Legislative nonsense: midweek edition
In case you missed it this morning, my two things for Tuesday were simple.
- I don’t think the governor’s plan to raise teacher salaries makes sense or is plausible.
- I hope I’m wrong.
When I expect the worst, I always hope I’m wrong. You can have hope and be a realist at the same time, after all.
“It’s silly not to hope. It’s a sin, he thought.” – Ernest Hemingway, The Old Man and the Sea
On the other hand, tomorrow, a House subcommittee plans to hear HB 3154, which would force school districts to divert health insurance costs to salary. We would call it a pay raise.
Several people have already heeded the alert from CCOSA and other groups to call the subcommittee members and insist they kill the bill. Here’s the short version of what the bill would do:
What it would do:
- Require districts to use money now set aside for employee health insurance to give teacher raises.
- Permanently cap (at FY 17 levels) the amount of money districts receive to pay for employee health benefits.
- In effect, the state will shift its obligation to fund health insurance to local communities because districts will eventually be forced to use local money to pay increasing employee health insurance costs and to pay for teacher/support employee raises.
Teacher pay wouldn’t increase, but in future years, the burden of health insurance will, thus lowering a teacher’s effective rate of pay.
Here’s a list of the subcommittee members. Call and email them, please. Tweet at them, if you’d like. Some in this group are genuine friends of education.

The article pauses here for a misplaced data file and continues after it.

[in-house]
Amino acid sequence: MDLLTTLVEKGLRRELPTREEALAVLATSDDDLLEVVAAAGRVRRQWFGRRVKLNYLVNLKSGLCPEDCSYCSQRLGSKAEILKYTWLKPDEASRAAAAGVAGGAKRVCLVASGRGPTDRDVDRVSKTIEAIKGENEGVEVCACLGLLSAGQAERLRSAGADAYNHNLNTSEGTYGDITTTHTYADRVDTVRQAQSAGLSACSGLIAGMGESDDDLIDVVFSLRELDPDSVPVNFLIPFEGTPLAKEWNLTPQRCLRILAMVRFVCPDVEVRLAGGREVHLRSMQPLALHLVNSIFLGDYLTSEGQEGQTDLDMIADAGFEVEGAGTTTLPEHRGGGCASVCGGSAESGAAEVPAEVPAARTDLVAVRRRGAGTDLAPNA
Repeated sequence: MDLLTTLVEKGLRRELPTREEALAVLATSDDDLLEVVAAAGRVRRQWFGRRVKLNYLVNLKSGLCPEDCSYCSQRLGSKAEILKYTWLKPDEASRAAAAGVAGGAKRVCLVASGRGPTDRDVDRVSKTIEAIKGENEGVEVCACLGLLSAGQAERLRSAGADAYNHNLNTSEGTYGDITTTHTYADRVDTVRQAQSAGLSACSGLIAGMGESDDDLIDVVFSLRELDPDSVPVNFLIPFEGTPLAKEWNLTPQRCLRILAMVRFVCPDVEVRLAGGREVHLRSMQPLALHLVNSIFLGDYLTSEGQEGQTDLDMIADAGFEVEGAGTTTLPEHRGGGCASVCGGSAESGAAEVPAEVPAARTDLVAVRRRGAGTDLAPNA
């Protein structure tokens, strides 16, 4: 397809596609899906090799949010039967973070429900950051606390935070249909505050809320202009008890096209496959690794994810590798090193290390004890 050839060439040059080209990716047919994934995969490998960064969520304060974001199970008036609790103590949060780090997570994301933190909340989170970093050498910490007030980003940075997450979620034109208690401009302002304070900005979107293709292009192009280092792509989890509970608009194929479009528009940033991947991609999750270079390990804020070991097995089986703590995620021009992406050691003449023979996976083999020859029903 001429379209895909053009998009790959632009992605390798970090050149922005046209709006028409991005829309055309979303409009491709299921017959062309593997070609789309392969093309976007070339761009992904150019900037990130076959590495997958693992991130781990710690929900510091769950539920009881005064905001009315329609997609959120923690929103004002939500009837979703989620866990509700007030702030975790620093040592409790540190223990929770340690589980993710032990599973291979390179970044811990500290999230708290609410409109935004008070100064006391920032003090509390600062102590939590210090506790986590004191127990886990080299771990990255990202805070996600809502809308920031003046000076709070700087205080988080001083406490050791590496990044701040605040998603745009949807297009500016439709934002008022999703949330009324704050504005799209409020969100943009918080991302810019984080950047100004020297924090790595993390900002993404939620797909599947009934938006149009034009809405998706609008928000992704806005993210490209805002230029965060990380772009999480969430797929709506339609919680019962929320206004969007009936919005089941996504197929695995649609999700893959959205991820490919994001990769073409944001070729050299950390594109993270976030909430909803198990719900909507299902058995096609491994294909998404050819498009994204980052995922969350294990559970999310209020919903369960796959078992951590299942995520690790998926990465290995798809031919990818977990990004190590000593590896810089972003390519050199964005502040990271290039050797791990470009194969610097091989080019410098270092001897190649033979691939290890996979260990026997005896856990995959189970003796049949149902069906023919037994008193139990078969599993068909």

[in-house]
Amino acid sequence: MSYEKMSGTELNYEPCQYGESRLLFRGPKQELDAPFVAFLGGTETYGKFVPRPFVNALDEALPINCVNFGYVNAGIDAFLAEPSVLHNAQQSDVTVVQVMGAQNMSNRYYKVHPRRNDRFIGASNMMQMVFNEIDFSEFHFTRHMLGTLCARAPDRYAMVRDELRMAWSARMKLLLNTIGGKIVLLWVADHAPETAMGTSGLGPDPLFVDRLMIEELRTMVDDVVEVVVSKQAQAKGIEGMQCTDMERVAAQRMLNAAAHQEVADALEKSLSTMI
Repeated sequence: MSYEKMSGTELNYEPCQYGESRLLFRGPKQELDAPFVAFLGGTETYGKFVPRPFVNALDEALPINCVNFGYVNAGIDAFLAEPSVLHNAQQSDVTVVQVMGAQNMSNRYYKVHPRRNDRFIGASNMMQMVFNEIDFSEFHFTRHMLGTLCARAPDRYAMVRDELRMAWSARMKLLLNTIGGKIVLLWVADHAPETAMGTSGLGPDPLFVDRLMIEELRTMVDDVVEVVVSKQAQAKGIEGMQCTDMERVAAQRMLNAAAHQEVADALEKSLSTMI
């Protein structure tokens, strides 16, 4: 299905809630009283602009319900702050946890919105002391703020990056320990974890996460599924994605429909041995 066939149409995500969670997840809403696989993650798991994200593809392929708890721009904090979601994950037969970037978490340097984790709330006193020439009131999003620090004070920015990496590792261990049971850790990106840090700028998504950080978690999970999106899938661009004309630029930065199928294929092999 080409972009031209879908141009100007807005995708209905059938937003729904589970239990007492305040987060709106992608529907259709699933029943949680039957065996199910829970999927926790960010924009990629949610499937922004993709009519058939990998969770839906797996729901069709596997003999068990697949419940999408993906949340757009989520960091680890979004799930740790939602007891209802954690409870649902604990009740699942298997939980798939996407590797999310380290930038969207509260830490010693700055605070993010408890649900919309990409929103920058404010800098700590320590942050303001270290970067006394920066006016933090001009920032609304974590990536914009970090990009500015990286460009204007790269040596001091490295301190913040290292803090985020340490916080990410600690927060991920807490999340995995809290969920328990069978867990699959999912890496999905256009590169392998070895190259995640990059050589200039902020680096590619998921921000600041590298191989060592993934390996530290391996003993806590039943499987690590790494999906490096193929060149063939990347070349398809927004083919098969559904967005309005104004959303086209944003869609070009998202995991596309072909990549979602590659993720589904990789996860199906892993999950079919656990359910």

|Henke, Katie (VC)||firstname.lastname@example.org||@KatieHenke|
|Martin, Scott (C)||email@example.com||@scottcmartin|
Additionally, I want to share with you a correspondence between a real live Oklahoma educator and a real live Oklahoma legislator. I will edit for space:
Good afternoon Representative Rogers, My name is Jen Masterson and I am a Speech/Pathologist at Claremore Public Schools. I work in Claremore but I live in Broken Arrow so I will be emailing the Claremore representatives as well. I greatly appreciate the efforts in the House to raise teacher pay. This is a topic that has gone undiscussed for far too long in our state. However, with the current budget crisis, myself and many of my colleagues are not concerned about our salaries at this moment.
We are concerned about colleagues and support staff who have been and will be laid off due to mid-year adjustments in our district. I work at Will Rogers Junior High in Claremore and, along with being a Speech/Pathologist, I serve as the Special Education Department Chair for our building. I have had to make some tough decisions about who on our support staff (paraprofessionals) will be returning next year and who will not. An increase in my salary would be appreciated; however, it comes at the expense of my colleagues and our students and I am not ok with that.
My specific concerns with HB 3154 include the following: If national teacher pay comparisons already include salaries and benefits, how will moving health insurance over to teacher salaries raise our state’s ranking for teacher pay? What will happen to the thousands of support employees currently receiving health care coverage when the money used to pay for their insurance is instead given to teachers as a pay raise? Who will pay for the health insurance of educators if the state decides to no longer cover this expense?